Jeffrey Epstein has agreed to a financial settlement and issued an apology to Bradley Edwards, the attorney representing several of Epstein’s victims.
Jeffrey Epstein has apologized for filing a malicious lawsuit against attorney Bradley Edwards. The apology and a confidential financial settlement officially bring an end to the lawsuit which was peripheral to the larger fight to hold Jeffrey Epstein accountable for the dozens of young girls he molested. Edwards has been representing three female victims of Epstein for nearly a decade.
The settlement relates to an ongoing legal battle between Epstein and Edwards. In 2008, Edwards successfully sued Epstein on behalf of women who claimed he abused them. All of the women were teenagers at the time. Epstein would later counter sue claiming that Edwards was bringing Epstein to court as part of some type of ponzi scheme. The suit would eventually be dropped, but Edwards returned the gesture by suing Epstein for defamation of character.
The following statement was released by Epstein via his lawyers:
“While Mr. Edwards was representing clients against me, I filed a lawsuit against him in which I made allegations about him that the evidence conclusively proves were absolutely false. The truth is that his aggressive investigation and litigation style was highly effective and therefore troublesome for me. The lawsuit I filed was my unreasonable attempt to damage his business reputation and cause Mr. Edwards to stop pursuing cases against me. It did not work. Despite my best efforts, he continued to do an excellent job for his clients and, through his relentless pursuit, held me responsible. I am now admitting that I was wrong and that the things I said to try to harm Mr. Edwards’s reputation as a trial lawyer were false. I sincerely apologize for the false and hurtful allegations I made and hope some forgiveness for my acknowledgement of wrongdoing.”
Boxes of evidence related to the case against Jeffrey Epstein sit in front of pictures of his vehicles.
During a press conference following the settlement announcement, Bradley Edwards and his counsel Jack Scarola stood in front of boxes of files related to the case against Epstein and pictures of Epstein’s vehicles, homes, and planes. “We thought it important, so you could see, what a decade’s worth of legal work looks like,” Scarola stated. “What has gone into the prosecution of this case in order to resist an army of legal superstars.”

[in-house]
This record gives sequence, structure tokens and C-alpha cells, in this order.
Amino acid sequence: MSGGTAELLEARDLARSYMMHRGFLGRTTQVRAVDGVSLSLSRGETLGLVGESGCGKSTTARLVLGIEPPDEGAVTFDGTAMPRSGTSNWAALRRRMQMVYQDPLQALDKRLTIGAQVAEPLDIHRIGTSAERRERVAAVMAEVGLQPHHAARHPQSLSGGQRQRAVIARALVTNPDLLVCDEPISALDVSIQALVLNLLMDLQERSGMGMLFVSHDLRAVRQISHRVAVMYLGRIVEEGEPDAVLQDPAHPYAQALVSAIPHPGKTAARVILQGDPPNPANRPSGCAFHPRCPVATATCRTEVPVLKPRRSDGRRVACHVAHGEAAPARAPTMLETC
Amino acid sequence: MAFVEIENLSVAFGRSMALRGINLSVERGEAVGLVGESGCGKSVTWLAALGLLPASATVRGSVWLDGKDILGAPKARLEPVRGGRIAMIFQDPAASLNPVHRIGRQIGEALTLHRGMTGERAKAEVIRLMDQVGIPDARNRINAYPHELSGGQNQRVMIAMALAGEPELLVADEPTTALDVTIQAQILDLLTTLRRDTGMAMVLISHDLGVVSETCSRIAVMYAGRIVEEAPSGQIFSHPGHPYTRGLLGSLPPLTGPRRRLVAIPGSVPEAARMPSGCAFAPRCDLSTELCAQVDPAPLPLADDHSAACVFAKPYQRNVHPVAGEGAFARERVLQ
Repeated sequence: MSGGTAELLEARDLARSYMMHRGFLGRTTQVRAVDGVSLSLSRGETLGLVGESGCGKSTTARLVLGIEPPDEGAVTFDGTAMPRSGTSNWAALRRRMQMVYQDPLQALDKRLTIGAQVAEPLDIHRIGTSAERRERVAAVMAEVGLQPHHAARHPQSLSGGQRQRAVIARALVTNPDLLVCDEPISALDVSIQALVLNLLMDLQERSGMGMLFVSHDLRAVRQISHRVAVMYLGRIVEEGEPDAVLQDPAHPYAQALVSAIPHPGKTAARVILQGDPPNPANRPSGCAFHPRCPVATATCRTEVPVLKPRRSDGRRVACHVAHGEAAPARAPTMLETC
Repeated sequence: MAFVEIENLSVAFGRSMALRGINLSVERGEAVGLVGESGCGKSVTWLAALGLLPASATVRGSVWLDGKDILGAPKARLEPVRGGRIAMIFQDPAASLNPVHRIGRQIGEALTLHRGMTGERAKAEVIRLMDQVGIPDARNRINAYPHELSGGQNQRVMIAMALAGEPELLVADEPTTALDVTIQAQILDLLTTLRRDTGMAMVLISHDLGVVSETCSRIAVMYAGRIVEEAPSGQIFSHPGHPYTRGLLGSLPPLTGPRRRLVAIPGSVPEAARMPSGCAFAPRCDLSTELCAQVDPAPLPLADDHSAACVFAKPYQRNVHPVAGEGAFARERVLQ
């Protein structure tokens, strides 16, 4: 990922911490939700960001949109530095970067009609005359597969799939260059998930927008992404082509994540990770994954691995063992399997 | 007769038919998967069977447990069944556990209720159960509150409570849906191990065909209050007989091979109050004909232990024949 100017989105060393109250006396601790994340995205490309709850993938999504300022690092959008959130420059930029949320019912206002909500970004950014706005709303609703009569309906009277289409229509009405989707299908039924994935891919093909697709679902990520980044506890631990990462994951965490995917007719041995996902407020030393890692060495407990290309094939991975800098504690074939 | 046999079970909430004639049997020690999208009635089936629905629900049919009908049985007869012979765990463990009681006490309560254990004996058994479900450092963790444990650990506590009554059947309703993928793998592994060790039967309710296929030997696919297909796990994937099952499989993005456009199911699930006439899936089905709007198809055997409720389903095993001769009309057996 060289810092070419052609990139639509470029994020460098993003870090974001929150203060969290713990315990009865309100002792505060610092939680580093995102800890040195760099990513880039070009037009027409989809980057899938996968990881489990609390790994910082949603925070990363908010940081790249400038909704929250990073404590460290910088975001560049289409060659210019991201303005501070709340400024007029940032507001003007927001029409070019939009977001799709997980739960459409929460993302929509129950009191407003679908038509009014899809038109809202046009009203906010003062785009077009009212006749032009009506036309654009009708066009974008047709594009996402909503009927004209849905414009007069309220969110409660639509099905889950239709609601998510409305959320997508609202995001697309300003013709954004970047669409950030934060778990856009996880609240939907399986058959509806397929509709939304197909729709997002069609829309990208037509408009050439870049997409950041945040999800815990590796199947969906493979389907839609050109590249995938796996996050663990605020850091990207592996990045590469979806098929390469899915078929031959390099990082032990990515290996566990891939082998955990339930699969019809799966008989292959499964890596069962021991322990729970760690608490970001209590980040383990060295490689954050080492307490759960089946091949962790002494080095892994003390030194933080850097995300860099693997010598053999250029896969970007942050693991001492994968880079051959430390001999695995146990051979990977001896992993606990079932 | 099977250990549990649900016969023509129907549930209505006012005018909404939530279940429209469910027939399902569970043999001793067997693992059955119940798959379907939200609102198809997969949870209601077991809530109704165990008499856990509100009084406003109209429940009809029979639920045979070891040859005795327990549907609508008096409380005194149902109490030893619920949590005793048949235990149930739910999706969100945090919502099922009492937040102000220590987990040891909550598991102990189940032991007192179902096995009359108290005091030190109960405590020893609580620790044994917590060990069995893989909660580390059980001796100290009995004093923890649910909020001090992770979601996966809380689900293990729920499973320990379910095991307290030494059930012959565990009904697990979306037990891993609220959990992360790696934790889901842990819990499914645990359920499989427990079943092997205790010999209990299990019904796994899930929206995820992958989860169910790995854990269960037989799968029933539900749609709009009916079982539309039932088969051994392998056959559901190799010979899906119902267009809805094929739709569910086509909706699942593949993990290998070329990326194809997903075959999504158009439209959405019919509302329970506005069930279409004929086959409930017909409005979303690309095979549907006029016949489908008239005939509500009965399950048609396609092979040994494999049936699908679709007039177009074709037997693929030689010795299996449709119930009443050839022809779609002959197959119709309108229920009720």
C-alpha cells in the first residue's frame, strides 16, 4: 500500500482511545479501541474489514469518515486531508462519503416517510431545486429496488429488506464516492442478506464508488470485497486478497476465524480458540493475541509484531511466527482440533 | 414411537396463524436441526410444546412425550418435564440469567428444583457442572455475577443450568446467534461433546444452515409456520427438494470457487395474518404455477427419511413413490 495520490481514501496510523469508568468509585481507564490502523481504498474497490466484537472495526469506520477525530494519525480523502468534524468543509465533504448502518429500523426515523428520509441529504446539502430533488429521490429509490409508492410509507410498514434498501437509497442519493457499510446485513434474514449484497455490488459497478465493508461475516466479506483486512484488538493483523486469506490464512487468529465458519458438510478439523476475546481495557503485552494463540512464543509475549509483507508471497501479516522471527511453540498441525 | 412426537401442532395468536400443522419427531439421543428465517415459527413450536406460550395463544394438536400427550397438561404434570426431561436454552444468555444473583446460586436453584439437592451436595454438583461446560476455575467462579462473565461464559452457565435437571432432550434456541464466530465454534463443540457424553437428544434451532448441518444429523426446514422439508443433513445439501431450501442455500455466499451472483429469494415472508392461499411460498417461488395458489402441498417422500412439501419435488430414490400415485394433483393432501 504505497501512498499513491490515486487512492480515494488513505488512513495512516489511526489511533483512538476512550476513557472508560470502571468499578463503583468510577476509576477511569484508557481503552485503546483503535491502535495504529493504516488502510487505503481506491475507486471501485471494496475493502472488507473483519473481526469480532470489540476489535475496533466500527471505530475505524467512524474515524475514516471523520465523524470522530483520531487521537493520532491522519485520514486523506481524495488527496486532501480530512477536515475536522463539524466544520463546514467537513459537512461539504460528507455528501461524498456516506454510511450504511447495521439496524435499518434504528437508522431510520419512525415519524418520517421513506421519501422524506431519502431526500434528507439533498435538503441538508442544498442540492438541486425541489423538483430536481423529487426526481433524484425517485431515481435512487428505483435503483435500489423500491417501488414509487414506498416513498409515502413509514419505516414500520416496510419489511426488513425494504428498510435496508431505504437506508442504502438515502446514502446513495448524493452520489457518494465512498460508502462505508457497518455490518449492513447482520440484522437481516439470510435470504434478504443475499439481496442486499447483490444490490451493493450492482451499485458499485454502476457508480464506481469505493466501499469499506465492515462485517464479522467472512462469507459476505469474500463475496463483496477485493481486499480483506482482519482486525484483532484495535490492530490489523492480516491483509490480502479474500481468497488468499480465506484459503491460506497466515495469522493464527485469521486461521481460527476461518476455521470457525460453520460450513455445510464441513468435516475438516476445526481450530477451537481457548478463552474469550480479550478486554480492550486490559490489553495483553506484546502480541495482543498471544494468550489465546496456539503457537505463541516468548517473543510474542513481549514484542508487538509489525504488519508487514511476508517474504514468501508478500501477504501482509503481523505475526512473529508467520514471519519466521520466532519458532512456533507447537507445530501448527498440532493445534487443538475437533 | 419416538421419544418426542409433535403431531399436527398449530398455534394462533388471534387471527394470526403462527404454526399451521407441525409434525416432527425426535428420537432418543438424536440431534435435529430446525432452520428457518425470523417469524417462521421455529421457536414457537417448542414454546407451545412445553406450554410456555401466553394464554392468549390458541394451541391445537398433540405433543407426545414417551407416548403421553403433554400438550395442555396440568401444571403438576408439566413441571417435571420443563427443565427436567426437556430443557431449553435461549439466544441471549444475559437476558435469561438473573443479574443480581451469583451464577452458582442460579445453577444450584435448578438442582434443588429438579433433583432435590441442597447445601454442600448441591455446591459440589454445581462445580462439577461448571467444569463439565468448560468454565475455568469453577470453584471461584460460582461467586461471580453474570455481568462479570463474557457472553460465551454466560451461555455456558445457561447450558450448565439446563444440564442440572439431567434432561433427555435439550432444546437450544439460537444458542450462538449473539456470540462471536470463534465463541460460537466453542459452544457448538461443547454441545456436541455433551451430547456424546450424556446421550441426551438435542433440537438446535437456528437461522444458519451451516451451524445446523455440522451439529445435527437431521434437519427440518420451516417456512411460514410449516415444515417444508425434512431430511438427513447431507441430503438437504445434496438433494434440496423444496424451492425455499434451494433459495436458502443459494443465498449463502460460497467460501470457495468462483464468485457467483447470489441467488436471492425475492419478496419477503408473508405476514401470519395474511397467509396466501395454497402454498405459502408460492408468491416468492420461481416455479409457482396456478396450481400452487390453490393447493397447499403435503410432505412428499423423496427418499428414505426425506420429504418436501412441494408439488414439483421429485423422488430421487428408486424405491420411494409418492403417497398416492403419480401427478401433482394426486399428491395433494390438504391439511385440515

Although the suit was not directly related to the crimes of Epstein, Edwards’ attorneys were expected to call some of Epstein’s victims as witnesses to corroborate the validity of the original claims against Jeffrey Epstein. However, during the press conference, Edwards noted that the court was wary of allowing the trial to turn into a battle over Epstein’s sexual crimes.
Boxes of evidence related to the case against Jeffrey Epstein sit in front of pictures of his homes.
Edwards stated that the end of this lawsuit will now rightfully put the focus back on the women who have been the victims of Epstein’s sick behavior. Edwards also noted that the lawyers have found victims of Epstein around the United States and around the world.
Now that Epstein has apologized the focus will shift back to Edwards and Scarola’s efforts to have Jeffrey Epstein’s original Non-Prosecution Agreement – or “sweetheart deal” – overturned. If a federal judge does overturn the deal, Epstein could be liable for further lawsuits and trials.
Please stay tuned for further updates on the crimes of Jeffrey Epstein.
Background on Today’s Events
The mainstream media’s sudden interest in the crimes of Jeffrey Epstein comes as a result of an in-depth investigation published by the Miami Herald. The Herald’s investigation was itself published just one week before Epstein’s latest civil trial is set to begin in Palm Beach, Florida. The investigation repeated what many in the independent media have been reporting for years: In 2008, Jeffrey Epstein was accused of participating in sexual acts with young girls by at least 40 women before he was given a sweetheart deal by the U.S. government which allowed him to avoid spending the rest of his life in bars. Some of the girls also accused Epstein and his high-profile associates of organizing sex parties where young girls would be raped and abused.
Epstein was offered a non-prosecution agreement which allowed him to plead guilty to the lesser charge of soliciting a minor for prostitution and soliciting prostitution. He was ordered to pay multi-million dollar settlements to victims and sentenced to 18 months in jail, of which he only served 13. Epstein was allowed to stay in the Palm Beach County Jail in his own private cell where he was allowed to leave the prison six days a week for “work release”. Epstein was forced to register as a sex offender for life, but with his money and his connections he doesn’t seem too bothered. He currently resides on his private island in the Virgin Islands.